She rattled at her bed frame in an attempt to drown out the mocking voices, but it only made things worse; already she could hear even more disapproving remarks being leveled against the cacophony she was making, how unbefitting it was of a great musician such as Ruby Delaere.

In silent fury, she kicked at the blankets; it descended on the dresser with a dull thud, and a heavy silence ensued.

Seconds tick by, turning to minutes, and almost creeping into an hour, before Ruby finally calmed down.

With still-laboured breathing, she stepped out of bed to retrieve her sheets, and an envelope fluttered down when she pulled the covers. It was addressed to her, sent from her home address. Wondering why her family hadn’t called instead, Ruby pulled out the letter from its package and skimmed through its contents.

As she did so, her hands started to shake, and the paper slid from her grasp.


In his note, Dad had told her that his brother—Uncle Walter—had passed away. He died of pneumonia two days ago, when Ruby was about to start her Venice tour, and her family didn’t want to break the gig with such bad news.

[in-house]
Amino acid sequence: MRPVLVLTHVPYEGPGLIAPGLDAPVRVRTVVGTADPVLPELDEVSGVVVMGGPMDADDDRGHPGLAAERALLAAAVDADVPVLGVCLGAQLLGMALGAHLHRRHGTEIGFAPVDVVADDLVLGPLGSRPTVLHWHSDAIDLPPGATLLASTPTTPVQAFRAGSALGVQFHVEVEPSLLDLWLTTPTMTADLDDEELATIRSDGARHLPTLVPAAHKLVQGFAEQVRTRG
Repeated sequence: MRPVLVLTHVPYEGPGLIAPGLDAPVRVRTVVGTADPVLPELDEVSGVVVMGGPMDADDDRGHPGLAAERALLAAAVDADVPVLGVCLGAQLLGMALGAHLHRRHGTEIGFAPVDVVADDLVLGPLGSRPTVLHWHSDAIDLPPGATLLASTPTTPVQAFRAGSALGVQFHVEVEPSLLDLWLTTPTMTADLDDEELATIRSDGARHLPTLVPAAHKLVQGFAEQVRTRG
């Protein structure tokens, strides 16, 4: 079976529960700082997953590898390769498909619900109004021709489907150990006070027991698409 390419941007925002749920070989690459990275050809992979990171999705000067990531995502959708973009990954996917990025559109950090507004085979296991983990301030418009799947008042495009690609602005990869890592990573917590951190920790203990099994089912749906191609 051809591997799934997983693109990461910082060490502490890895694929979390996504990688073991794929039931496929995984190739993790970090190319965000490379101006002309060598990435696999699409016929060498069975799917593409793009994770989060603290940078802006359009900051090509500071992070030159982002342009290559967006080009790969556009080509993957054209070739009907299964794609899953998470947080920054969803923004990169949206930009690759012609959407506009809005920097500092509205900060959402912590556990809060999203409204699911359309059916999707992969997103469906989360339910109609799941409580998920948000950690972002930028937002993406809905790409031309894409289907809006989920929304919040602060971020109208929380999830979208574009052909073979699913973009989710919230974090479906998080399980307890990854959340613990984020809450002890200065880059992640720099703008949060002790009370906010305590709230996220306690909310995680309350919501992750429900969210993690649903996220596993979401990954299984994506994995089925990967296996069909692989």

Ruby shook her head incredulously, as she came to the painful realisation that she had been eroded, consumed by the fickle demands of the faceless masses. Her entire being was meant to entertain that ungrateful, unpleasable crowd, and nothing else.

Gazing at the clear blue skies out the window, Ruby wondered if her songs could ever reach those lofty heights, as she had once promised to Uncle Walter, when the listeners kept on dragging her down.

But even if she managed rise up against the public currents, her uncle would never know. He’s gone; he’d never hear her next performance.

How she hated what her life's become; how she wanted it all to end.

Her thoughts in disarray, Ruby climbed over the balcony. She’d make a wager, here and now; she’d either soar and reach the skies, or fall into the grave.